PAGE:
The attitude of Australians towards asylum seekers was the focus of national discussion last week as SBS aired the documentary series Go Back To Where You Came From.
The show took six Australians to experience and ‘confront the reality of a refugee journey’, living as refugees do in Africa, Jordan, and Malaysia.
Split over three nights, the series was watched by hundreds of thousands of Australians and became SBS’s highest rating program of the year.
The show earned widespread praise, including from Sandi Logan from the Department of Immigration and Citizenship (DIAC) who said SBS had done “a fantastic job”.
Unfortunately for Logan, and more broadly for DIAC, the program drew into focus the consequences of the institutionalised racism promoted by our immigration policy.
One of the program’s participants, and the focus of an onslaught of cruel criticism, was Raquel, a 21 year old women who dropped out of school at 14, is currently unemployed, and lives in Sydney’s western suburbs with her partner and their dogs.
She admitted to being racist. Then provided moment after moment of proof.
On the first night she told viewers, “I just don’t like Africans”, before sharing her displeasure at the population of the Sydney suburb of Blacktown, which she says really is “black town”.
And that’s just the start. It is challenging to hear this sort of blatant racism. But what was more challenging was watching Twitter light up with hateful commentary aimed squarely at Raquel, as if the solution to knocking the racism out of the Raquel’s of the world is to shout them down with harsh condemnation.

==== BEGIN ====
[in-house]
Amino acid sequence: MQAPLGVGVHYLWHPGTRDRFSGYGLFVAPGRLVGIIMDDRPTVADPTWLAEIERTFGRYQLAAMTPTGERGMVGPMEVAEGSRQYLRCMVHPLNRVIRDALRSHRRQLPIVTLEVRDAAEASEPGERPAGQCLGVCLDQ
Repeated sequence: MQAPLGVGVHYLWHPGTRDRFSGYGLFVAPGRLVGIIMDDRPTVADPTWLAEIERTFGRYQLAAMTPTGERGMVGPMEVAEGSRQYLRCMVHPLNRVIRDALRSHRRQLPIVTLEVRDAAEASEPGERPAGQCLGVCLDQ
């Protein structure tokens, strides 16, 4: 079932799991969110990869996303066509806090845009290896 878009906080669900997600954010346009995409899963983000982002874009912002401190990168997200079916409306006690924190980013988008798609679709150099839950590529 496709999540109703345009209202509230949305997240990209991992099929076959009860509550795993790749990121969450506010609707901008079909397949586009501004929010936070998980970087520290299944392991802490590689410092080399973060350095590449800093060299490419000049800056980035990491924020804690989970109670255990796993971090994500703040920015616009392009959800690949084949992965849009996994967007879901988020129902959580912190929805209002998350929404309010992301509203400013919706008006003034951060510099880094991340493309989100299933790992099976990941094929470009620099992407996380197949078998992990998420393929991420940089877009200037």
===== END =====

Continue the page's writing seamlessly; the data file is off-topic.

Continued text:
Criticising Raquel provided a distraction from the far more worrying racist element exhibited in the SBS program.
Because people aren’t born with attitudes like that of Raquel. People learn this behaviour. So where does it come from?
We need only look to our government’s handling of asylum seekers.
When an asylum seeker arrives from say Iraq or Afghanistan, instead of questioning why they might be fleeing (like, perhaps, the war we helped wage in their country), we throw them into detention for an unspecified period of time and listen while our politicians call for tighter borders to ‘stop the boats’.
The media through its repetition of terms such as ‘illegal’ (they aren’t) and ‘boat people’ (I arrived here via womb, am I a ‘womb person’?), reinforces bad government policy by critiquing asylum seekers, rather than questioning if the problem might actually be in the policy we use against them.
Despite the fact that none of us born in Australia did anything to be granted the good fortune of being born here, we have the audacity to suggest we have more right to be here than anyone else.
We say ‘they’ don’t belong. ‘They’ just want to come and take our jobs. ‘They’ are not our problem. ‘They’ should just go back to where they came from.
That logic of fear is created. And it can be uncreated.
In a world where we have been taught to condemn and fear each other on the mere basis of race, Go Back To Where You Came From is an important first step in rehumanising humans.
Now we just need to channel our harsh critique of Raquel into a critique of the system that created her.